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Effects on fertility

Additional information

A review article was published by Wang et al. (2006) describing the reproductive and developmental effects of arsenic and analogues.

 

Male reproductive toxicity:

Arsenite given through drinking water or by i.p. injection interferes spermatogenesis and lowers levels of testosterone and gonadotrophin causes male reproductive toxicity; these results suggest that arsenic may act on the brain or pituitary as well as directly on the germ cells (Chinoy et al., 2004; Pant et al., 2001, 2004; Sarkar et al., 2003). 

- Male mice exposed to sodium arsenite in drinking water at up to 533.90μmol/L for 35 days showed reproductive toxicity without clinical effects. AsIII-treated mice did not show changes in body weight, testes weight, or accessory sex organ weights. However, at 533.90μmol/L, the activity of 17β-hydroxysteroid dehydrogenase (HSD) was decreased and conversely, the activities of lactate dehydrogenase (LDH) andγ-glutamyltranspeptidase (γGT) were increased in the testes. LDH was used as a marker of Leydig cell function, andγGT as a marker of Sertoli cell function. AsIII-treated mice also showed decreases in sperm count and motility along with an increase in abnormal sperm (Pant et al., 2001).

- Swiss albino mice were given sodium arsenite at 53.39μmole/L (equivalent to 4 ppm arsenic) via drinking water for 365 days, causes decreased testicular weights, sperm count and sperm motility and the percentage of abnormal sperm was increased. It also affects the activities of marker testicular enzymes which ultimately causes damage to germ cells (Pant et al., 2004).

- Sodium arsenite was administered to Wistar rats via i.p. injections at 4, 5, or 6 mg/kg/day for 26 days. At 5 and 6 mg/kg/day, relative testicular weight, accessory sex organ weights and epididymal sperm counts were decreased. Arsenic induced low levels of LH and FSH might be the trigger of suppressed testosterone synthesis, leads to increased spermatid degeneration (Sarkar et al., 2003). 

 - Male Swiss mice were administered with arsenic trioxide orally at 0.5 mg/kg for 30 days, affects the spermatogenesis, cholesterol metabolism and testicular testosterone level. Co-exposures to arsenic and fluoride (NaF) found that the recovery from arsenic and fluoride-induced effects can be facilitated by ascorbic acid, calcium, and vitamin E, which suggests that arsenic and fluoride induced reproductive toxicity was at least in part mediated by oxidative stress (Chinoy et al., 2004).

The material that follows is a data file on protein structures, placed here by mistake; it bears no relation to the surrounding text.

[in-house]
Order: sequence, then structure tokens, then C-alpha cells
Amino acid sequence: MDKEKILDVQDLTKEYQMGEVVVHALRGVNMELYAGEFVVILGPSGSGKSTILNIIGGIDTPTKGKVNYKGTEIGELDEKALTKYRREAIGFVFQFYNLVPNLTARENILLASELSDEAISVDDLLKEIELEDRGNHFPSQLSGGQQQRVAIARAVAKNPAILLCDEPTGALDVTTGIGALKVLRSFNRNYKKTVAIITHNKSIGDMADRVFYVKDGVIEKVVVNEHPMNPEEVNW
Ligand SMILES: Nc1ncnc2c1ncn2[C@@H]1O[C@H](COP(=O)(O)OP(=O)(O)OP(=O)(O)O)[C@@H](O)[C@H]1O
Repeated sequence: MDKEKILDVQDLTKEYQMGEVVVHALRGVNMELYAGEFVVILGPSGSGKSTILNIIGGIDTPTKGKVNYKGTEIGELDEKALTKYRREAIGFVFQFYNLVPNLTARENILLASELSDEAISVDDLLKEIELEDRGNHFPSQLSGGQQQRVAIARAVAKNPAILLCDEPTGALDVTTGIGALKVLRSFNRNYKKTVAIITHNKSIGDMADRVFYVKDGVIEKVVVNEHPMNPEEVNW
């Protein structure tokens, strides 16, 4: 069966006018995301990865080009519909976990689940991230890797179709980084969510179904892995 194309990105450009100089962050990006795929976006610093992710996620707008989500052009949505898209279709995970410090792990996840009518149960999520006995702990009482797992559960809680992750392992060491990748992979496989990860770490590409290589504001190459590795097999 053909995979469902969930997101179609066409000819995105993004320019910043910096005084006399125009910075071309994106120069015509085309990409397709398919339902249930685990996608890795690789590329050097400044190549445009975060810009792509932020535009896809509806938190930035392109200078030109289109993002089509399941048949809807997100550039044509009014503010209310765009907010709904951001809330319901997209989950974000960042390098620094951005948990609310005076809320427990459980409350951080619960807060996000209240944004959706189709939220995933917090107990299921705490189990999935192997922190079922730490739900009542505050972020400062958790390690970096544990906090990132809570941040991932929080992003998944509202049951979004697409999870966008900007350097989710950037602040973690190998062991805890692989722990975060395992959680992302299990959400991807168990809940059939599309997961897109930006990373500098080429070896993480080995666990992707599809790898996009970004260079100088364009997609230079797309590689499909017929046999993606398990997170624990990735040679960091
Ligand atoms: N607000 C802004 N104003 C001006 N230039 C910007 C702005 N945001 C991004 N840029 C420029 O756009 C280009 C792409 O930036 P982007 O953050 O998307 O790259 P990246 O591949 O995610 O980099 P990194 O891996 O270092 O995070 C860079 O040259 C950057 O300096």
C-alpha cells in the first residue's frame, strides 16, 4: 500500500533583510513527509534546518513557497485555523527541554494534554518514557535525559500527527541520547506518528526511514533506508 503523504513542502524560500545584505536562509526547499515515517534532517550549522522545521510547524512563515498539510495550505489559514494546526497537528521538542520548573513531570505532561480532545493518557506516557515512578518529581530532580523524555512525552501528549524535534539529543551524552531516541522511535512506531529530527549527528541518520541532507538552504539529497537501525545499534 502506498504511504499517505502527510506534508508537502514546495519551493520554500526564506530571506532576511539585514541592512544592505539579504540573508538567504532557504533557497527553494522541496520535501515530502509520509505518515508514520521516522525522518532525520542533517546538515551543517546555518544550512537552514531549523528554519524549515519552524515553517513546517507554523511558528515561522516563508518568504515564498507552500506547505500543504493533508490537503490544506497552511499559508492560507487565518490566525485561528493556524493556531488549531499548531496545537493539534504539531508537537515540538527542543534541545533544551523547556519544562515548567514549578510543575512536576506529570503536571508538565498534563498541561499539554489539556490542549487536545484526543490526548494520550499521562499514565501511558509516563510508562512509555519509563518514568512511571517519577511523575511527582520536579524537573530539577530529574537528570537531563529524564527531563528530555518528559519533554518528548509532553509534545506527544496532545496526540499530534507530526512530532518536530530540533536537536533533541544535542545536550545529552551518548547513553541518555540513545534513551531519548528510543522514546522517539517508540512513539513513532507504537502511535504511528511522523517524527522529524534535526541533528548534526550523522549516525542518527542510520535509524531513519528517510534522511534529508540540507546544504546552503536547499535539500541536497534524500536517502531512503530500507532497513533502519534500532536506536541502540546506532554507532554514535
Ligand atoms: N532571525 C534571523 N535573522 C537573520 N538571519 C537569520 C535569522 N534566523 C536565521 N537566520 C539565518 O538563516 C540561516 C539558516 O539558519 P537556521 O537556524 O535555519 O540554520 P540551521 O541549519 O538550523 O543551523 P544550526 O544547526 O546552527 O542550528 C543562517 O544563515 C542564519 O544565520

Female reproductive toxicity:

In female mice and rats, inorganic arsenic suppresses ovarian steroidogenesis, prolongs diestrus, and degenerates ovarian follicular and uterine cells. It also increases meiotic aberrations in oocytes, and decreases cleavage and pre implantation development (Chattopadhyay et al., 2001; Navarro et al., 2004; Zhang et al., 2000).  

- Female Wistar rats gavaged with 10 mL of 0.4 ppm sodium arsenite daily for 28 days, causes uterine and ovarian toxicity, prolonged diestrous (due to low estradiol), decreased relative ovarian and uterine weights and affects the neuroendocrine regulation of female sex hormones (decreased LH, FSH, and estradiol). Decreased FSH level may contribute to the degeneration of ovarian follicles. It also causes uterine cell degeneration may be due to low ovarian estradiol and/or increased production of reactive oxygen species after arsenic treatment. The primary cause of AsIIItoxicity in the female reproductive system could be arsenic induced changes in the levels of catecholamines in the brain, which lowers gonadotrophin synthesis and secretion (Chattopadhyay et al., 2001, 2003).  

- Female CD-1 mice were injected with 0, 8, or 16 mg/kg sodium arsenite i.p. every 2 days for a total of 7 injections over 14 days followed by injections of equine and human chorionic gonadotrophins overlapping the end of AsIIItreatment to induce superovulation. AsIII induces oocyte meiotic aberrations and could subsequently decrease oocyte fertilization, preimplantation development, and embryo viability. Some of these arsenic effects on oocytes were observed at 8 mg/kg, which was a previously established maternal no-observed-adverse-effect level (NOAEL) (Navarro et al., 2004).


Short description of key information:
No multi-generation studies investigating potential effects of arsenic acid or parent compounds on fertility are available but data on reproductive organs have been gathered from literature.
Arsenite given through drinking water or by i.p. injection interferes spermatogenesis and lowers levels of testosterone and gonadotrophin causes male reproductive toxicity; these results suggest that arsenic may act on the brain or pituitary as well as directly on the germ cells.
In female mice and rats, inorganic arsenic suppresses ovarian steroidogenesis, prolongs diestrus, and degenerates ovarian follicular and uterine cells. It also increases meiotic aberrations in oocytes, and decreases cleavage and pre implantation development.

Effects on developmental toxicity

Description of key information